The three-day Global Education Forum has come to an end, but its work and aims continue. Now a new stage of development and collaboration has commenced. But before continuing with its work, Nieves Segovia, president of SEK Education Group, wanted to conclude the celebration by thanking all the participants for their contributions to building a broader and more influential learning community. “We have learnt a great deal,” she said.
For Nieves Segovia, the debate “had to happen, it had to be organised. We needed a broader perspective of higher education including society as a whole and leveraging students’ insights. It was necessary to analyse the future of learning and the role of education within it. And the GEF has been the realisation of that dream, to be able to realise the future of education after a very hard and challenging period. Now is the time to analyse the necessary changes and leverage the opportunities that are offered to us”.
“The GEF has a soul of its own. And from this cooperative spirit, from this community of work has emerged a manifesto of twelve principles that we believe should form the basis of higher education in the future. But it is only the beginning, the foundations. We would now like to extend the invitation to take part and welcome all kinds of ideas and proposals”, she added.
For his part, Richard Light, Professor of Education at Harvard University, who attended the closing ceremony virtually, highlighted a conclusion drawn following these days of analysis and debate: “A good education changes what you know. Better education changes what you think. A great education changes who you are“.
“Until now, students were containers, containers of knowledge. Now they have become the centre of education and education is going to change who they are”, he assured.
In this regard, Nieves Segovia pointed out that “universities should be vehicles of that education and training. Their purpose and responsibility should be to serve society, serve the needs of society. This requires accepting opportunities and facing challenges. We must create a broader and more shared learning ecosystem, in which human values are highlighted and in which the way of facing the fourth industrial revolution in which we are immersed is humanised”.
And in this humanisation ending inequalities plays a fundamental role. For many, the current situation, the one experienced during the pandemic and in this new normal in which we find ourselves, can generate more inequality, due to the gap in access to education. However, as Segovia sees it, “now is the time to take advantage of the opportunity to exact exponential change, creating a hybrid teaching model that allows us to be more creative and reach more students. You have to adjust the model, recreate it, design it so that its contents are accessible in person, digitally or in a hybrid way, according to the needs of students. This will be the way to put an end to inequalities, when students can decide how they access education”.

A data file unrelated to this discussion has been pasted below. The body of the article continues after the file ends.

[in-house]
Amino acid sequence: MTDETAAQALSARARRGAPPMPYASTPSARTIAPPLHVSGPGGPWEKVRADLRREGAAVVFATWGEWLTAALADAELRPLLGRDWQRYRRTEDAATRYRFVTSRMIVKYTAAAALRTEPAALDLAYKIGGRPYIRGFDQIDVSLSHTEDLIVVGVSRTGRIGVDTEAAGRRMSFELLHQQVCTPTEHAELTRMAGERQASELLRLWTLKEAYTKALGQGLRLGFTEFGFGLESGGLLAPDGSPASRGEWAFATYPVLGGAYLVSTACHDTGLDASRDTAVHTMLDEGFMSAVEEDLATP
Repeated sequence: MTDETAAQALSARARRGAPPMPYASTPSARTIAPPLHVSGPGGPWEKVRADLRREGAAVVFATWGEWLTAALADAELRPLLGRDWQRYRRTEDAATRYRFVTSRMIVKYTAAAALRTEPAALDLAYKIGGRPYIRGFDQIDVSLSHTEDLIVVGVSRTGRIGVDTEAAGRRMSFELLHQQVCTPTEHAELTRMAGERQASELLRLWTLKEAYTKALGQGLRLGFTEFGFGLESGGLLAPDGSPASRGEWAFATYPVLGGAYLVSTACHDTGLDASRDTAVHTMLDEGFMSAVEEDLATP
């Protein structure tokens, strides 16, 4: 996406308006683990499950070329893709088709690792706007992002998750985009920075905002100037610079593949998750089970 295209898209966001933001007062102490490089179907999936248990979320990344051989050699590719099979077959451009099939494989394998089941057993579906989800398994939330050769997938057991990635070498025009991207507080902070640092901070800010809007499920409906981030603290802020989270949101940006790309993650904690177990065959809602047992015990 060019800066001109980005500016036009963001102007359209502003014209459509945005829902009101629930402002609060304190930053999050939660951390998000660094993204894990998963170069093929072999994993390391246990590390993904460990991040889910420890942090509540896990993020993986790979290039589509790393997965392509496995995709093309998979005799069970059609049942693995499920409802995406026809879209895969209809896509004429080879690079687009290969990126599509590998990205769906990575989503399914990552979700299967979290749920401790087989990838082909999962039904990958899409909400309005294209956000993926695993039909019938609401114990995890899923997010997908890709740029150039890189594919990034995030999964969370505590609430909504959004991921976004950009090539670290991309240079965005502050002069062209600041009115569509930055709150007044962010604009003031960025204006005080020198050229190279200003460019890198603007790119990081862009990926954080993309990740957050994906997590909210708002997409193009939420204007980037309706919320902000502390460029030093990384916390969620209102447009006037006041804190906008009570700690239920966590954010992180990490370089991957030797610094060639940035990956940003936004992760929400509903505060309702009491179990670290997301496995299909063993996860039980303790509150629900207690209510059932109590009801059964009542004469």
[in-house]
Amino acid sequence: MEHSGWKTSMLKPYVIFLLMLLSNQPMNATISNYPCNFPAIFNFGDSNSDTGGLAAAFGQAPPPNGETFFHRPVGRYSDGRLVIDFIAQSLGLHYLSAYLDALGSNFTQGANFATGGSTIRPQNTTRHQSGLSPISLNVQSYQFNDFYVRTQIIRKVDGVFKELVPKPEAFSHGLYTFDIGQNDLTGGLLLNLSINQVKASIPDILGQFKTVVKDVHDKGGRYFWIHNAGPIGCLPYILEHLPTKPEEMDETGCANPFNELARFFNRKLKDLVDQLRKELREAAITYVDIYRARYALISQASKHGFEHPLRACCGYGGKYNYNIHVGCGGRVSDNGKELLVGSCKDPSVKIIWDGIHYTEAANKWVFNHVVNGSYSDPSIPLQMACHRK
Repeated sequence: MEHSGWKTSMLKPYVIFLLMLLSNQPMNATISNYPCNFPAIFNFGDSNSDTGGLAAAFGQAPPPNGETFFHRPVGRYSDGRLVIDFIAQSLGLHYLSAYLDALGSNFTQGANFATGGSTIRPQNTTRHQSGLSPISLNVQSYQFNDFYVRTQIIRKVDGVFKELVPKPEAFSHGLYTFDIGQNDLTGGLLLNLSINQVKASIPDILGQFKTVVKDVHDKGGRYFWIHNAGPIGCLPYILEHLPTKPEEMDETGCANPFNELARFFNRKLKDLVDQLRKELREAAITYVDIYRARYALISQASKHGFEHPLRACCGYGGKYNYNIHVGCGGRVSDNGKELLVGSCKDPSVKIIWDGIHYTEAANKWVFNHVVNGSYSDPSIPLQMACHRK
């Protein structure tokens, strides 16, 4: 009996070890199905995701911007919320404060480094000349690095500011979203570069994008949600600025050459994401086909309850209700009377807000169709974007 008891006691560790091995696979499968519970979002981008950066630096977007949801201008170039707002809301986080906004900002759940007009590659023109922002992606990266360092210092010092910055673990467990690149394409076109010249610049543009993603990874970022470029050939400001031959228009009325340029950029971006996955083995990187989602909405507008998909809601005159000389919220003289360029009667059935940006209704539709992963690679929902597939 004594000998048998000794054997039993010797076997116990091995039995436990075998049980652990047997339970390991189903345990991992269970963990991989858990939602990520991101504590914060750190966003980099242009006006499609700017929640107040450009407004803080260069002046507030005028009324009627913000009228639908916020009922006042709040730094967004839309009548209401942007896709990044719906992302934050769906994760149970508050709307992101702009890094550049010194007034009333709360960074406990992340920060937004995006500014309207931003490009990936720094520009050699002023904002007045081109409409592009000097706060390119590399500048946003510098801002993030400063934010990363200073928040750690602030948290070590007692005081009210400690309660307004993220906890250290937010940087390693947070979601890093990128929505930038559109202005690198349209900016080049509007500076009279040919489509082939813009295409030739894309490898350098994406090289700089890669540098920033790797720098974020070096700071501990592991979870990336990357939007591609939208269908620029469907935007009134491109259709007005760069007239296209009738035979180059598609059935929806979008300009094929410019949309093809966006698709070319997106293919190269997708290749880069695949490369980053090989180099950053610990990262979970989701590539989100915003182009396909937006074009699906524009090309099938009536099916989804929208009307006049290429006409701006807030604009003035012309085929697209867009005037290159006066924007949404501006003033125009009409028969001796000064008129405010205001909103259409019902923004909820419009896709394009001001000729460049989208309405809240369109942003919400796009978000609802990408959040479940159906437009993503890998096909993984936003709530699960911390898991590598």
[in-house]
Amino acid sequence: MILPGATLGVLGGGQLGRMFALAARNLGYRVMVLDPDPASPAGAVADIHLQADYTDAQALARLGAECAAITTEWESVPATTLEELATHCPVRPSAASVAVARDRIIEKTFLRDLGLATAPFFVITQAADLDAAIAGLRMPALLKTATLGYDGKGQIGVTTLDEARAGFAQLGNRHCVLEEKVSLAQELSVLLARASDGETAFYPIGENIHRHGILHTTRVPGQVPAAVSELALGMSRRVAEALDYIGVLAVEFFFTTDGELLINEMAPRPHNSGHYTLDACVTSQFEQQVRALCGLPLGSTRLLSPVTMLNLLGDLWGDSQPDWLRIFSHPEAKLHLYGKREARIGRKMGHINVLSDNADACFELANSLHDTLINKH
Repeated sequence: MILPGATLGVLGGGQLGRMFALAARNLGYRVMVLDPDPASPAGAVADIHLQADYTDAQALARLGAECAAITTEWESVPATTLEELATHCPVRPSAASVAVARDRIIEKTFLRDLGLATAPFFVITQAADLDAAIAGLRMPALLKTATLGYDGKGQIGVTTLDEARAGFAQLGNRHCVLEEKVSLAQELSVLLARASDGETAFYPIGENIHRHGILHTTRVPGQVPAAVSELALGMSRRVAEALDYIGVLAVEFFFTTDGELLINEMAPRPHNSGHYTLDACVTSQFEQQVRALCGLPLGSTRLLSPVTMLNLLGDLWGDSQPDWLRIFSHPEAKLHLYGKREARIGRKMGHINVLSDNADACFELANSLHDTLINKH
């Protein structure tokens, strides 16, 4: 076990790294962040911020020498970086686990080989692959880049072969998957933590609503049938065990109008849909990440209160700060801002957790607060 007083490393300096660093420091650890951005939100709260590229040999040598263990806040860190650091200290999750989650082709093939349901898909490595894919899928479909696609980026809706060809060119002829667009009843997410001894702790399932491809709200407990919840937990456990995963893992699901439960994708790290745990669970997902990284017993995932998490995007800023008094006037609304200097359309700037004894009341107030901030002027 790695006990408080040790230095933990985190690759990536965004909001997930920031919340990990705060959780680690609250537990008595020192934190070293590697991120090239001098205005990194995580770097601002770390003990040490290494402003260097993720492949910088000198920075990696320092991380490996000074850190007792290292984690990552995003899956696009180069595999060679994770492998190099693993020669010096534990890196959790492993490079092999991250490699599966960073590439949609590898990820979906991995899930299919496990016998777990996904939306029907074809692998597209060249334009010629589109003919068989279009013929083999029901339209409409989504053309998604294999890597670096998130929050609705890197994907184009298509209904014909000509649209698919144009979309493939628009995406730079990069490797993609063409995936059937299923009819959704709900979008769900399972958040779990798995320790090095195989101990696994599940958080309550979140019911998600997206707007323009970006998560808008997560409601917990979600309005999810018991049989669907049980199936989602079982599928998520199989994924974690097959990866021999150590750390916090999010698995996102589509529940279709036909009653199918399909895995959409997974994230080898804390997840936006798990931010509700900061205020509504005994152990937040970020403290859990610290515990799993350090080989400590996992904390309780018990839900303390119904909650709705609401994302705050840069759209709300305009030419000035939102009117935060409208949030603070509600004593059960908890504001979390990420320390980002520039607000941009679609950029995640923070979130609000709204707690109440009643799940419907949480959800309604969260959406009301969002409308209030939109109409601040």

“I learn by listening to students,” said Nieves Segovia. For her “it is essential to know what they want, what they are passionate about, what motivates them. Now the boundaries in education have been blurred. Learning is a continuum throughout life, it is permanent, and the watertight compartments must be blurred. Students are critical, but optimistic. They offer solutions and want to be co-creators of the system. They want to be counted on to co-create the future of learning, and if we count on them, with the main agents of learning, success is guaranteed”.
The debate is open. Agents change, students have other learning spaces and that is why the change of model is a challenge and an opportunity. Until now, universities have been very relevant to society, but to remain so you have to learn, change and adapt. For this reason, there will be more GEFs, more meetings, because “we want to listen to everyone, we want everyone to participate. There is so much to do. We have to be able to connect our conclusions with those of others. This is a project that has no end, it is always ongoing. We have to form an informal network of conferences around education to create a large-scale ecosystem”, Segovia declared.
“A great ecosystem in which learning is permanent”, a phrase that is constantly repeated throughout the debates, conferences and exhibitions these days, but which, according to Richard Light, must be changed from now on to be “responsible lifelong learning. University should be a place where generations connect, exchange knowledge and share experiences so that throughout our lives we are learning, and we can give back to society”.
“We must create a global learning community, in which we are all fellow travellers. In which everyone learns, and everyone teaches. Where learners are supported and the vulnerable are supported, where challenges become new opportunities and, again, new learning. Because the future of learning is everyone’s future”, Light concluded.